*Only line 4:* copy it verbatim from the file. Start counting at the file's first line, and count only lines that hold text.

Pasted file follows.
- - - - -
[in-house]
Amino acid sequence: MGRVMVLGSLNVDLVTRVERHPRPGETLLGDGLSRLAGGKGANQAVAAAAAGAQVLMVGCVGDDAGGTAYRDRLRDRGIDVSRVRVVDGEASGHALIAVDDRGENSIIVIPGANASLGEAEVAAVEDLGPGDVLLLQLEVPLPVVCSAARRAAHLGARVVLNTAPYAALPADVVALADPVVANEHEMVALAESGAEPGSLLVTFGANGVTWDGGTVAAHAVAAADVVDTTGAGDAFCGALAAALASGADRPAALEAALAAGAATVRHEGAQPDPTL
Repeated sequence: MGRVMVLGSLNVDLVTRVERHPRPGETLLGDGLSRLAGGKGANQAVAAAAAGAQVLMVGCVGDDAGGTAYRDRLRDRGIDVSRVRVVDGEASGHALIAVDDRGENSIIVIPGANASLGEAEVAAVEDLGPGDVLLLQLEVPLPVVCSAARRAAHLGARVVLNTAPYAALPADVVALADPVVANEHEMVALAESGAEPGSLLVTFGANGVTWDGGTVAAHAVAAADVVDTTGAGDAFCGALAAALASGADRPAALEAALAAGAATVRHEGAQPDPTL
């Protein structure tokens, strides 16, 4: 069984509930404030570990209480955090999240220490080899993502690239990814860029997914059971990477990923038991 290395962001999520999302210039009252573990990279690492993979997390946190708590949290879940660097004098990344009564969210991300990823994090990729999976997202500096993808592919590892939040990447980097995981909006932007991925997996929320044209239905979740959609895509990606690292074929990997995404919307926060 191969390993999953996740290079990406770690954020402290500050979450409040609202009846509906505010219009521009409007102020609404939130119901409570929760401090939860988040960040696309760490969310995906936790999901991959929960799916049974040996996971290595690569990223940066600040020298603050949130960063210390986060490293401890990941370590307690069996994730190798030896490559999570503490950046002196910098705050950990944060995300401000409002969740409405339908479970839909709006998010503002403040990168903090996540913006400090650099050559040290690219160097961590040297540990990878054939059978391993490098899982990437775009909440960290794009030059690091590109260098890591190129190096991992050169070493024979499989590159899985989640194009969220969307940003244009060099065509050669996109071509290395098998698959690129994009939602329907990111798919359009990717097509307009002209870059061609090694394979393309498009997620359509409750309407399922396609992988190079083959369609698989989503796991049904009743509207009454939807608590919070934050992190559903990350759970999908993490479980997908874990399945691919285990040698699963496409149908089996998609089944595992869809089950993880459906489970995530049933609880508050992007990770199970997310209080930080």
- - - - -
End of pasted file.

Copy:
């Protein structure tokens, strides 16, 4: 069984509930404030570990209480955090999240220490080899993502690239990814860029997914059971990477990923038991 290395962001999520999302210039009252573990990279690492993979997390946190708590949290879940660097004098990344009564969210991300990823994090990729999976997202500096993808592919590892939040990447980097995981909006932007991925997996929320044209239905979740959609895509990606690292074929990997995404919307926060 191969390993999953996740290079990406770690954020402290500050979450409040609202009846509906505010219009521009409007102020609404939130119901409570929760401090939860988040960040696309760490969310995906936790999901991959929960799916049974040996996971290595690569990223940066600040020298603050949130960063210390986060490293401890990941370590307690069996994730190798030896490559999570503490950046002196910098705050950990944060995300401000409002969740409405339908479970839909709006998010503002403040990168903090996540913006400090650099050559040290690219160097961590040297540990990878054939059978391993490098899982990437775009909440960290794009030059690091590109260098890591190129190096991992050169070493024979499989590159899985989640194009969220969307940003244009060099065509050669996109071509290395098998698959690129994009939602329907990111798919359009990717097509307009002209870059061609090694394979393309498009997620359509409750309407399922396609992988190079083959369609698989989503796991049904009743509207009454939807608590919070934050992190559903990350759970999908993490479980997908874990399945691919285990040698699963496409149908089996998609089944595992869809089950993880459906489970995530049933609880508050992007990770199970997310209080930080």